social class and Inequality

3189 Words13 Pages
Social Class and Inequality Social inequality has been defined as a conflicting status within a society with regards to the individual, property rights, and access to education, medical care, and welfare programs. Much of society’s inequality can be attributed to the class status of a particular group, which has usually been largely determined by the group’s ethnicity or race (Macionis & Gerber, 2006). The conflict perspective is an attempt to understand the group conflict that occurs by the protection of one’s status at the expense of the other. One group will resort to various means to preserve a ideal social status through socioeconomic prestige, consolidation of power (political and financial), and control of resources. In Canada, even though its impact is frequently minimized, social inequality exists, but because the majority of citizens associate exclusively with members of their own class, they are often unaware of the significant role social inequality continues to play (Macionis & Gerber, 2006). An inadequate distribution of wealth remains “an important component” of Canada’s social inequities (Macionis & Gerber, 2006). Wealth can be defined as the amount of money or material items that an individual, family, or group controls and ultimately determines the status of a particular class (Macionis & Gerber, 2006). Canada’s social classes can be divided into four, and the wealth is not distributed equally between them. First, there is the predominantly Anglo upper class, in which most of the wealth has been inherited; and they comprise of approximately 3-to-5 percent of the Canadian population (Macionis & Gerber, 2006). Next, there is the middle class, which is made up of the greatest number of Canadians, nearly 50 percent with ‘upper-middle’ class subdivisions generating white-collar incomes of between $50,000 and $100,000 while the rest are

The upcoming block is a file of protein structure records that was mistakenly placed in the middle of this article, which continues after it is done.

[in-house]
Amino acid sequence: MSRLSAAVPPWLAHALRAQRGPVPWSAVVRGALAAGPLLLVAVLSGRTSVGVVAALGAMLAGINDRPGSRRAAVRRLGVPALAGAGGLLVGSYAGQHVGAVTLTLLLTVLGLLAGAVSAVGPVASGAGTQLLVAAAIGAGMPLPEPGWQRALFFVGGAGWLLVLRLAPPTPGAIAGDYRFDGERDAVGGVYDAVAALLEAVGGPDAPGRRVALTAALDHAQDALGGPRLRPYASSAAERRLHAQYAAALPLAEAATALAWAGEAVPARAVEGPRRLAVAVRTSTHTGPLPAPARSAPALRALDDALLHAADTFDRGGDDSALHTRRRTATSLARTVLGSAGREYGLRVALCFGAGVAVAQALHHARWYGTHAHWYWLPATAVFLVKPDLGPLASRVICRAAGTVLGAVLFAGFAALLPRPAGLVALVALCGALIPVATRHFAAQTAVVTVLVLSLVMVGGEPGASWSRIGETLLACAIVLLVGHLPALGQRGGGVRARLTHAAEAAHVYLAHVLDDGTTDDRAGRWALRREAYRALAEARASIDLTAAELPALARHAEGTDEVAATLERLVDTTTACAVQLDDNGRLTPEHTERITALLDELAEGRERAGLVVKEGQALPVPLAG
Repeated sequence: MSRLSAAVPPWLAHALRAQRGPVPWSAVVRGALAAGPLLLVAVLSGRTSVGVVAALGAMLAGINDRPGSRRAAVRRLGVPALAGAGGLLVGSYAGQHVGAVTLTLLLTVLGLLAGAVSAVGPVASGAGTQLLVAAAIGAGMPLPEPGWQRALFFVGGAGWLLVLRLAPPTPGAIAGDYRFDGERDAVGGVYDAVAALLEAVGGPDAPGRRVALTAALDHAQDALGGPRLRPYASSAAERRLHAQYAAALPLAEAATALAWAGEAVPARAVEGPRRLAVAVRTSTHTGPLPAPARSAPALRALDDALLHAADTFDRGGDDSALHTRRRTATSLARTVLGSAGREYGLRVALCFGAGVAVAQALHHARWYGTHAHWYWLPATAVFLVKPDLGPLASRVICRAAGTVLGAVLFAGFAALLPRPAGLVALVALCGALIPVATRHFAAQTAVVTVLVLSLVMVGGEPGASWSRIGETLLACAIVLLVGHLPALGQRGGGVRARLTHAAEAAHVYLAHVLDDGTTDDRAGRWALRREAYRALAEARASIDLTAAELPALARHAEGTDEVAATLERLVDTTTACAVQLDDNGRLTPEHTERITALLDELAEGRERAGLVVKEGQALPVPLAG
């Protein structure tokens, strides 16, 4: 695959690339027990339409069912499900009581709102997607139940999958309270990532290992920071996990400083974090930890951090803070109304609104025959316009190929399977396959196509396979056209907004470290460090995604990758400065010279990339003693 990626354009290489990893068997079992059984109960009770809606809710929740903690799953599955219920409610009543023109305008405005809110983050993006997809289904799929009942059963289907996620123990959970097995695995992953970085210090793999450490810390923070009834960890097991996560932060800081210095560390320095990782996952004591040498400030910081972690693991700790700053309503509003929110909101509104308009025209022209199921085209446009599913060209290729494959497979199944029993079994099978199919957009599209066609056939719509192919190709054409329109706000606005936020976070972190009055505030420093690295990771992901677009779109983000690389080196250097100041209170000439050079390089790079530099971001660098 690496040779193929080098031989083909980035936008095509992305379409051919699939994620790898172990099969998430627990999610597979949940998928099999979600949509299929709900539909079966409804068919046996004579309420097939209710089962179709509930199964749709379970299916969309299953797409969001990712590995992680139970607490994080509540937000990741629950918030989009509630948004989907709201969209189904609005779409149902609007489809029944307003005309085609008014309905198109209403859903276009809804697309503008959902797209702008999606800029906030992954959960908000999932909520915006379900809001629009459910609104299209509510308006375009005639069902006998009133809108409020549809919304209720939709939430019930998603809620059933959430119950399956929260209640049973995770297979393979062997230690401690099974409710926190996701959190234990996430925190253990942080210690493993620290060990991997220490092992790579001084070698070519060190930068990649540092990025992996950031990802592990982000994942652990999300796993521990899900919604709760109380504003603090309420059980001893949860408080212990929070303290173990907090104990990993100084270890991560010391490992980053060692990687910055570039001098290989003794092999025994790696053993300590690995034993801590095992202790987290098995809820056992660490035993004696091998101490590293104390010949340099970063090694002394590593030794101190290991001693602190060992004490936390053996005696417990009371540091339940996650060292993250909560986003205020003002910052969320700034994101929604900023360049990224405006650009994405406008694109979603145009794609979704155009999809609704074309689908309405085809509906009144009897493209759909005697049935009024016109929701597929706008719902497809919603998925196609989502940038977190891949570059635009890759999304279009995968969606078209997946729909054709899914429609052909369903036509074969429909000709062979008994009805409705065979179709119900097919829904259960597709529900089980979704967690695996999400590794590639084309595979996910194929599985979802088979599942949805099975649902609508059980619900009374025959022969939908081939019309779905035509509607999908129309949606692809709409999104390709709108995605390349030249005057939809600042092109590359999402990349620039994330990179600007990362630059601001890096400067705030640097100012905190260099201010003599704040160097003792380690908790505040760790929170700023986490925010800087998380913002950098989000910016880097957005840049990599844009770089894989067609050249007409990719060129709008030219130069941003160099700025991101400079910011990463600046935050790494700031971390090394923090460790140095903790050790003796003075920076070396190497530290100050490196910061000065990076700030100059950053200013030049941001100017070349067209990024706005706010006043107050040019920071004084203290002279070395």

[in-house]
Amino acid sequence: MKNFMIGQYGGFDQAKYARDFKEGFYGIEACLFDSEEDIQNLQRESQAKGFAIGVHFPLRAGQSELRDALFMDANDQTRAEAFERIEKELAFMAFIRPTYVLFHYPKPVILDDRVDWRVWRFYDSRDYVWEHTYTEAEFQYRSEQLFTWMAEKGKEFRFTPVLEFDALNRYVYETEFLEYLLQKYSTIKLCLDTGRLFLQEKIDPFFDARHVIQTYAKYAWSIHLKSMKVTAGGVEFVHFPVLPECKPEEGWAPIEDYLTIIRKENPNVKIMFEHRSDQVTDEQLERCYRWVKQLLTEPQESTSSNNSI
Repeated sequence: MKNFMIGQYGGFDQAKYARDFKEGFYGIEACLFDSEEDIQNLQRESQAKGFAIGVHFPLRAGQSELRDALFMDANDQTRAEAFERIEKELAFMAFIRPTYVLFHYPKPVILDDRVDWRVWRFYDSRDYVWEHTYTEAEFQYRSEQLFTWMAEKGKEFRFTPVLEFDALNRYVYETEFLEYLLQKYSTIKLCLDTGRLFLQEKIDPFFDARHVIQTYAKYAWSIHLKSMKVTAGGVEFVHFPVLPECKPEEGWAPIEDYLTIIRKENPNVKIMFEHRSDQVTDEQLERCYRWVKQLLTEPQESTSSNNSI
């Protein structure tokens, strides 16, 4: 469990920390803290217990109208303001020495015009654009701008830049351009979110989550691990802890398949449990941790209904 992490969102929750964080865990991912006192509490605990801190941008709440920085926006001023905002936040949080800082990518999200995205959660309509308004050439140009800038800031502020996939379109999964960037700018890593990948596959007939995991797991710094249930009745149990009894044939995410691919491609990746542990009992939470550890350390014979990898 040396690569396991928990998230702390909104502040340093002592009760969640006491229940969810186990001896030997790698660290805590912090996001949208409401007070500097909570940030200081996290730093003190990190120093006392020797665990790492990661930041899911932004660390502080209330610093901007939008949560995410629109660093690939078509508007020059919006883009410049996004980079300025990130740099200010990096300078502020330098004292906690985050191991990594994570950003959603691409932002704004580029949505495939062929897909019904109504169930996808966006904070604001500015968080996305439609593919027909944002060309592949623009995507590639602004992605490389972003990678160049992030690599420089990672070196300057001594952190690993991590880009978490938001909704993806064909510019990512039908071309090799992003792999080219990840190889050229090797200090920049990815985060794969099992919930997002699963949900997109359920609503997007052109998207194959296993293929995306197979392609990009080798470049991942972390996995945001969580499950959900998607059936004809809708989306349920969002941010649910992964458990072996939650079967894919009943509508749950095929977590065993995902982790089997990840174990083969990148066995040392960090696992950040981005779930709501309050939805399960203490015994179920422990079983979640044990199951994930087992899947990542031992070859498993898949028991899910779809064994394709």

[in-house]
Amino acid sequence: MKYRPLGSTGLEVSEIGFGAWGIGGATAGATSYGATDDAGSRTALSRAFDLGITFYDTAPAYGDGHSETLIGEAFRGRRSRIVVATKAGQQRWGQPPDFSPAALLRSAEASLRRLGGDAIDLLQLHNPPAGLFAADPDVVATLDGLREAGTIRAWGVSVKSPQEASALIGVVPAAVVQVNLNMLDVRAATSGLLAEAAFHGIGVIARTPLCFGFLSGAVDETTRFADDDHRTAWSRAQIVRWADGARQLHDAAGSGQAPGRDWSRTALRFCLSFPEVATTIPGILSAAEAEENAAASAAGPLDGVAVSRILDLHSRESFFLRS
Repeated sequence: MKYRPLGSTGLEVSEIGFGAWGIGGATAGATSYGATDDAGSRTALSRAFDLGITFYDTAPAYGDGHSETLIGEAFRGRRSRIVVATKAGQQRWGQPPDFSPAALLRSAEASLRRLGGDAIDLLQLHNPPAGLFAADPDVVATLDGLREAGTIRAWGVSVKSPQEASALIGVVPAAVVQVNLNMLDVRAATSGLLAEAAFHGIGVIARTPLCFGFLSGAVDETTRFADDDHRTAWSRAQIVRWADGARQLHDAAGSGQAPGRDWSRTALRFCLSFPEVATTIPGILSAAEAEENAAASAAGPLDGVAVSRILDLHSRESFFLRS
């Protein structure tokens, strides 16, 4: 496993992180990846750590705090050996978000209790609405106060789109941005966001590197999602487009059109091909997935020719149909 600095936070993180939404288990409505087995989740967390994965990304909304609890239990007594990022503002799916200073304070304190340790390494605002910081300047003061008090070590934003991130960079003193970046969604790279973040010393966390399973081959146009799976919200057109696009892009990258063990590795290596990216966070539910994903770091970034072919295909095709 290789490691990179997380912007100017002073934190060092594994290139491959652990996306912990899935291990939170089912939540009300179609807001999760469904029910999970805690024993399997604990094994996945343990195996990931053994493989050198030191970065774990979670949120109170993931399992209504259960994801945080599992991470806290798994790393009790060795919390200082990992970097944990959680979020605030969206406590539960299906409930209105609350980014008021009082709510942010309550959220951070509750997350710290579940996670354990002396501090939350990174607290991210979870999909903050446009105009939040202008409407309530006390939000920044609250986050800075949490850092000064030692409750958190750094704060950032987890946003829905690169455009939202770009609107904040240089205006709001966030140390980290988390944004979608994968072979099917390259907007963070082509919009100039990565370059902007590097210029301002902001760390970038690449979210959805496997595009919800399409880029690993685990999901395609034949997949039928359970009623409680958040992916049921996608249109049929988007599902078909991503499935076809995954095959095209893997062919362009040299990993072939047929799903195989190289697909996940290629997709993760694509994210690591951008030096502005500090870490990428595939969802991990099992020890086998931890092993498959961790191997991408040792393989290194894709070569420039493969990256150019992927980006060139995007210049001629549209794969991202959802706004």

More about social class and Inequality

Open Document